May 12, 2018 Iraq conducted its latest election for parliament. This was quite an accomplishment as four years before the war with the Islamic State began. The militants were able to seize roughly a quarter of the country and there were open questions about how voting could be conducted with several of Iraq’s largest cities such as Mosul, Tikrit and Ramadi having fallen under their control. After a bloody conflict, all of Iraq was liberated and the polls were open. At the same time, the majority of the public did not participate. This was largely due to disillusionment with the ruling parties.
Early results from the Iraq Election Commission showed the lowest turnout since elections began in 2005. The Commission reported that 44% of the 24 million registered voters took part in the balloting. Previously, January 2005 had the smallest voter participation rate at 57% due to the Sunni boycott. In the last two elections in 2010 and 2014 62% turned out both times.
The main reason for the disappointing results was widespread cynicism about the Iraqi parties. The 2018 elections were different from previous years because many lists ran candidates across ethnosectarian lines, touted reform, and brought up Iraqi nationalism. Despite that the same parties and figures were at the heads of the lists, those running for office were largely well known party members, and there were no real platforms laying out how exactly the politicians were going to change Iraq besides platitudes in speeches. The Iraqi public wanted something different than more of the same. There were even campaigns on social media to boycott the vote as a result. Those feelings apparently won out as seen in the turnout numbers. At the same time, that mood could mean parties that actually presented a change from the status quo could do better than expected. Some examples are Sairoon, which was Moqtada al-Sadr’s list with the Communists and New Generation, which ran in Kurdistan. Sairoon for instance ran all new candidates banning Sadr’s Ahrar bloc from putting up candidates. The biggest loser could be Prime Minister Haidar Abadi. While he is still expected to win a plurality of seats in parliament, his campaign based upon being a national Iraqi list obviously failed to bring out the numbers he was hoping for as this will be the first government formed without a majority of possible voters supporting it. That might also make it harder for him to carry out his policies since he can’t claim he had a real mandate from the public. This may be mediated if he picks up seats in Sunni areas, which will allow him to say he has a broader base than his competitors.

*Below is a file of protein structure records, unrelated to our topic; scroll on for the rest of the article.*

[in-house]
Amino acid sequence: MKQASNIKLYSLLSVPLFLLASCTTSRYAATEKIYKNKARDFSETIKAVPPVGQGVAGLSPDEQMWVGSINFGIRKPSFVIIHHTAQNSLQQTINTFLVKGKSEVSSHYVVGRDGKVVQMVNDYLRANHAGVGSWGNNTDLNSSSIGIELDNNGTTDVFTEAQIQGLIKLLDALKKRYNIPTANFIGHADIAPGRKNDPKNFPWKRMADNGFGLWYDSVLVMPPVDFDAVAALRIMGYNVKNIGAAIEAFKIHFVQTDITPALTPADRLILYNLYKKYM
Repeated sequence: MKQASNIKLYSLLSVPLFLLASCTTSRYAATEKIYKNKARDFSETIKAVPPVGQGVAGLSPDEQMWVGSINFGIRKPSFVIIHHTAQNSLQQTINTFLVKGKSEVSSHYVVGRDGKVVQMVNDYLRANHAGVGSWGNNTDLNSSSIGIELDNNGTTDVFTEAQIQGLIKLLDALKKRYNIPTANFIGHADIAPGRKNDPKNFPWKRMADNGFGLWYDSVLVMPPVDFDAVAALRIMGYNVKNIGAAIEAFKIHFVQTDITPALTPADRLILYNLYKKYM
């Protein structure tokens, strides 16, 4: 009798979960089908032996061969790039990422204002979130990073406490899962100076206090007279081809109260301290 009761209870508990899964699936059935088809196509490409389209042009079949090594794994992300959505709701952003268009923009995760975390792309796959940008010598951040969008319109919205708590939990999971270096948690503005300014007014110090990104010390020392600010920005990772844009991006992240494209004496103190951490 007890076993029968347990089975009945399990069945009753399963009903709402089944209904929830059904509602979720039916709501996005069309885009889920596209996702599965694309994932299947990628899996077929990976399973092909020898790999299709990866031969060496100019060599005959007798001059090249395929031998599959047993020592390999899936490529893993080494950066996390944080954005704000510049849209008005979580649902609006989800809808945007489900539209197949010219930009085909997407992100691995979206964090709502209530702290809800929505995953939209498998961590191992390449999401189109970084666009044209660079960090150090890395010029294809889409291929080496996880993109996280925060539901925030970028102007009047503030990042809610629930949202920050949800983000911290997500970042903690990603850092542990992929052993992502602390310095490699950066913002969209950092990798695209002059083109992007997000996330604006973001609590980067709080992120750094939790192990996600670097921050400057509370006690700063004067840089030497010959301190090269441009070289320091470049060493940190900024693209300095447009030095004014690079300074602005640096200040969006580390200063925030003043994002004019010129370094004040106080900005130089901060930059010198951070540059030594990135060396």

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Institute of Regional and International Studies, “Iraq Votes 2018, Election Mobilization Strategies,” The American University of Iraq, Sulaimani, 5/11/18
Iraq News Network, “Sources: 44% voting rate by 1700 hours today,” 4/12/18
MacDonald, Alex, “Iraqis stay at home as officials report low turnout for election,” Middle East Eye, 5/12/18
Al Mada, “Bahaa al-Araji: not interested in candidates and advised Sadr to retreat from his plan for the Ahrar bloc,” 12/13/17
Al-Qarawee, Harith Hasan, “Sectarianism and the Iraqi Election: Two Potential Scenarios,” War On The Rocks, 5/11/18
Salaheddin, Sinan and Yacoub, Sameer, “Iraqi PM’s bloc wins most parliamentary seats,” Associated Press, 5/19/14